Monday, February 2, 2009

Better start ducking bullets...


Persons attempting to find a motive in this narrative will be prosecuted; persons attempting to find a moral in it will be banished; persons attempting to find a plot in it will be shot.


(quoted from the title page)

The Adventures of Huckleberry Finn

by Mark Twain

But that's not the reason that Tom got shot. Yes he did get shot!! Hang in there until the end of the blog and I'll tell you who done it. Let's talk about Huck.

Huck's story meanders as much as the river it takes place on. It's not nearly half as much light-hearted fun as Tom (that is, not until Tom himself makes a reappearance in the last few chapters). The book has its own merit, though. Basically it follows Huck's adventures as he runs away from home and floats down the Mississippi river with a runaway slave named Jim. Some of the things they experience are downright ugly (and I'm not talking about how they caught catfish in the river every day...have you ever seen a catfish?...bleh). There's murder, drunken beatings, family feuds ending in massacres, con artists, and just about every kind of filth imaginable. Huck meets up with the lowest of the low on his adventures. Is that really the kind of person he belongs with?

I just don't understand Huck. Several times he has a chance for a new life. People who want to adopt him, educate him, clean him, dress him well, etc... Huck himself has a fortune of over $6,000 dollars at the beginning of the book. What does he do? Runs away. Leaves it behind. Why? He doesn't want any of it. He'd rather be poor and free to do whatever he wants. Is he a bad kid? I don't think so. He makes plenty of good decisions. He's smart too. So why does he keep running away from good society to go back to the slummy type? Perhaps it's because that's what his father is like. Nurture?...or nature? It's up to the individual reader to decide.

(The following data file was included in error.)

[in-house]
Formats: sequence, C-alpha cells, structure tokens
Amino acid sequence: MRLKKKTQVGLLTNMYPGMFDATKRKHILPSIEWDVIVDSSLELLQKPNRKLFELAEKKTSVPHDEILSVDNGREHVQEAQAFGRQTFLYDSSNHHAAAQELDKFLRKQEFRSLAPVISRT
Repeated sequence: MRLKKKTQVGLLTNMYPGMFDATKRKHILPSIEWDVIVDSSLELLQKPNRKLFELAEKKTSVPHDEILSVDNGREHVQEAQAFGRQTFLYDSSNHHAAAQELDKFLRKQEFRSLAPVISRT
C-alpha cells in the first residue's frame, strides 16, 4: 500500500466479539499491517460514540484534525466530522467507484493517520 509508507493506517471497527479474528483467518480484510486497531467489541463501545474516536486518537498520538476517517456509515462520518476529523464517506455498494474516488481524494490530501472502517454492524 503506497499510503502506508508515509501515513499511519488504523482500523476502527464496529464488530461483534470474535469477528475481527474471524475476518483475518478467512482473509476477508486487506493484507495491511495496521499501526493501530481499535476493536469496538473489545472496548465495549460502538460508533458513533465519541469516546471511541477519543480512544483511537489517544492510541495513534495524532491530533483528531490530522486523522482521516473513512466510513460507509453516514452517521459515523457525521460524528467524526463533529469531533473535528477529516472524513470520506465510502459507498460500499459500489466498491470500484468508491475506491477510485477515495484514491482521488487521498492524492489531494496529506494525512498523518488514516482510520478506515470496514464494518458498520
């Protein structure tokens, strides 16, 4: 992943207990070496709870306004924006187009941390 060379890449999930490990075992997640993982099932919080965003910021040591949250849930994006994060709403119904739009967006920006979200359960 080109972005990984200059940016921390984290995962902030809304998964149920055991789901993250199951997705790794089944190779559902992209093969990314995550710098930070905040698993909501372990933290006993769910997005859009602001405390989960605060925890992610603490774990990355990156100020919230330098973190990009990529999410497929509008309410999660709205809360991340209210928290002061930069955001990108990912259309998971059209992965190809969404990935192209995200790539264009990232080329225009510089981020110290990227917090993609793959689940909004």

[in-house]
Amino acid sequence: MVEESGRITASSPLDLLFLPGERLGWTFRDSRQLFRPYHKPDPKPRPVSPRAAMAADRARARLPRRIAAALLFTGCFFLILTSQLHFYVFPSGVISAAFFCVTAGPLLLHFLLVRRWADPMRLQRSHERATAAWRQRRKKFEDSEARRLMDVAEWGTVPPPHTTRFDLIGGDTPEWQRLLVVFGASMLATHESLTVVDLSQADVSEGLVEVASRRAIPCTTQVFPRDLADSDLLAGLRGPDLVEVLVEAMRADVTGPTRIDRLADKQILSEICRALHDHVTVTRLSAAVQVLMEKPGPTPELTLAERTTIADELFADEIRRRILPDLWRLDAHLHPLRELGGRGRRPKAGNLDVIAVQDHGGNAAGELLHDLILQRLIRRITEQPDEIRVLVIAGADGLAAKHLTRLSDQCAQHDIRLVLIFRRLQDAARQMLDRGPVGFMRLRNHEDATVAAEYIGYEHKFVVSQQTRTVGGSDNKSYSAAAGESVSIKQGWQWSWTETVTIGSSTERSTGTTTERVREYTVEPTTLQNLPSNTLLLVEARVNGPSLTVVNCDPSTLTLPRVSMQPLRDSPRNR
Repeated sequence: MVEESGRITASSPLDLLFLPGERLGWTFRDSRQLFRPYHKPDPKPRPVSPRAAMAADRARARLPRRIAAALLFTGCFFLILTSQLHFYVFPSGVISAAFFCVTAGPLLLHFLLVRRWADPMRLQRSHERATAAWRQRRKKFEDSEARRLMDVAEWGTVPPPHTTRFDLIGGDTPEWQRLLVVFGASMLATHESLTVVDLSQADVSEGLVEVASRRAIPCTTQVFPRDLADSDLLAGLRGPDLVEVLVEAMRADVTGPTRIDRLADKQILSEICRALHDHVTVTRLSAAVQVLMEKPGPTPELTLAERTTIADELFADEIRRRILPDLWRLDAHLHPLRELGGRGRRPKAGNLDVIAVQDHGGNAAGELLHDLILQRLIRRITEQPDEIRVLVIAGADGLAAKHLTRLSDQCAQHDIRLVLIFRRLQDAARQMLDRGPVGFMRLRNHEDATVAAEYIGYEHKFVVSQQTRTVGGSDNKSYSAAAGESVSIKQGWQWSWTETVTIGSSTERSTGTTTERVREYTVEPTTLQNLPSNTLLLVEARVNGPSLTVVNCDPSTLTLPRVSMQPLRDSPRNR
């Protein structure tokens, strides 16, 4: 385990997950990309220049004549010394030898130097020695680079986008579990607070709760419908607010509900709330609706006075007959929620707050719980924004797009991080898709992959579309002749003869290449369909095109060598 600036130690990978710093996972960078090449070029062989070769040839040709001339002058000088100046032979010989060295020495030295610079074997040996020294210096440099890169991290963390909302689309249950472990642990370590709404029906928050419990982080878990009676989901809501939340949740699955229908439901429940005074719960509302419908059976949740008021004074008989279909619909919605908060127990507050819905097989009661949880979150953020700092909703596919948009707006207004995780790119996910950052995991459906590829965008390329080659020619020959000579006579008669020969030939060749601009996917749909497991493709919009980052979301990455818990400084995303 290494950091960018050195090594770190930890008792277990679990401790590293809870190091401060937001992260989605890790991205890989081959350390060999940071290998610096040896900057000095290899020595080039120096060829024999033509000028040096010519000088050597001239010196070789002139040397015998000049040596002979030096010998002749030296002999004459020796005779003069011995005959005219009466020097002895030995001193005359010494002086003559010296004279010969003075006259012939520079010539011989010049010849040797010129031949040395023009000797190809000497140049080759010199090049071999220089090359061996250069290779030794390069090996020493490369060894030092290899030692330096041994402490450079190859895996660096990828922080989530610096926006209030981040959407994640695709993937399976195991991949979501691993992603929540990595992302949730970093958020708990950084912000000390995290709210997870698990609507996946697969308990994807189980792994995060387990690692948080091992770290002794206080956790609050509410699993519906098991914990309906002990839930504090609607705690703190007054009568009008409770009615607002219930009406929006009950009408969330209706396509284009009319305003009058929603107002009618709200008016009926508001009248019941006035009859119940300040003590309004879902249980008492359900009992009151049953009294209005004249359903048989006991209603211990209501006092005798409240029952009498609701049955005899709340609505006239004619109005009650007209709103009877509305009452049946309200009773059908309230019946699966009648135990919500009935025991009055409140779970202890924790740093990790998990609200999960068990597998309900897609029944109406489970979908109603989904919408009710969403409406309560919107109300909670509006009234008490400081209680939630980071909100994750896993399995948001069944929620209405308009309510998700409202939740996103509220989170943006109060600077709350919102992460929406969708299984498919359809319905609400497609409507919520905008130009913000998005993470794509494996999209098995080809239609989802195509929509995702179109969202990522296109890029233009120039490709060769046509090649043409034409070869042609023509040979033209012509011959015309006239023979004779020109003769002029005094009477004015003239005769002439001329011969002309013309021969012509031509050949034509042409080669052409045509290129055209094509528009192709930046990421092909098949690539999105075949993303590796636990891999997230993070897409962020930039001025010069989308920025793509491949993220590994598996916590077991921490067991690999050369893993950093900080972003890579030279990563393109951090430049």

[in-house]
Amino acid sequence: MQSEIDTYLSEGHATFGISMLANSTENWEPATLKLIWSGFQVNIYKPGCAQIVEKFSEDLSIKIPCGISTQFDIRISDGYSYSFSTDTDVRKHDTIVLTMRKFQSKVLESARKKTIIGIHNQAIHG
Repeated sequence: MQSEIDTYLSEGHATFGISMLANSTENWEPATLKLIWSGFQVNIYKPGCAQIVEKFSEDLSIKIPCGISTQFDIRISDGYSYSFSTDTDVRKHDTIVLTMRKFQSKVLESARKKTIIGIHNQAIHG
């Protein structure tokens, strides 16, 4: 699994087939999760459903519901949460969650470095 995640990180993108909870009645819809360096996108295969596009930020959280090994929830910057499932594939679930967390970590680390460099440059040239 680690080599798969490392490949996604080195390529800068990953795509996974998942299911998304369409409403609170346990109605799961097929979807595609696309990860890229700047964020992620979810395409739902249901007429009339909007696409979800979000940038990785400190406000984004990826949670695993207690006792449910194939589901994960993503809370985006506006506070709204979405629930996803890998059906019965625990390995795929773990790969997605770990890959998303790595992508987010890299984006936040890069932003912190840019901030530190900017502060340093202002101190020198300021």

Ok, enough rambling. So...who shot Tom Sawyer? I bet you'd like to know. Alright, I'll tell you. But I'll set it up a bit for you first. At the end of the book Tom and Huck are conspiring together to free Jim (the runaway slave) who's been captured once more. They have several easy opportunities, but Tom has his opinions on how it should be done. He wants it done with flair. So after doing several things to make Jim's life as a prisoner more miserable (because that's how all good prisoners in books are) they're finally ready to execute the escape. Except once again Tom thinks it's too easy. So he "nonnamously" tips off Jim's captor about the escape attempt. As a result 20 farmers with guns are guarding Jim when the time comes. Tom and Huck still manage to get away with Jim (at least some of Tom's brilliant planning was effective) but not before leaving Tom with a bullet in the calf. I don't know if anyone in this world has been as thrilled as Tom Sawyer was when he discovered he'd been shot. Honestly. Boys. And if you know one you should tell him to read these books. They're great.

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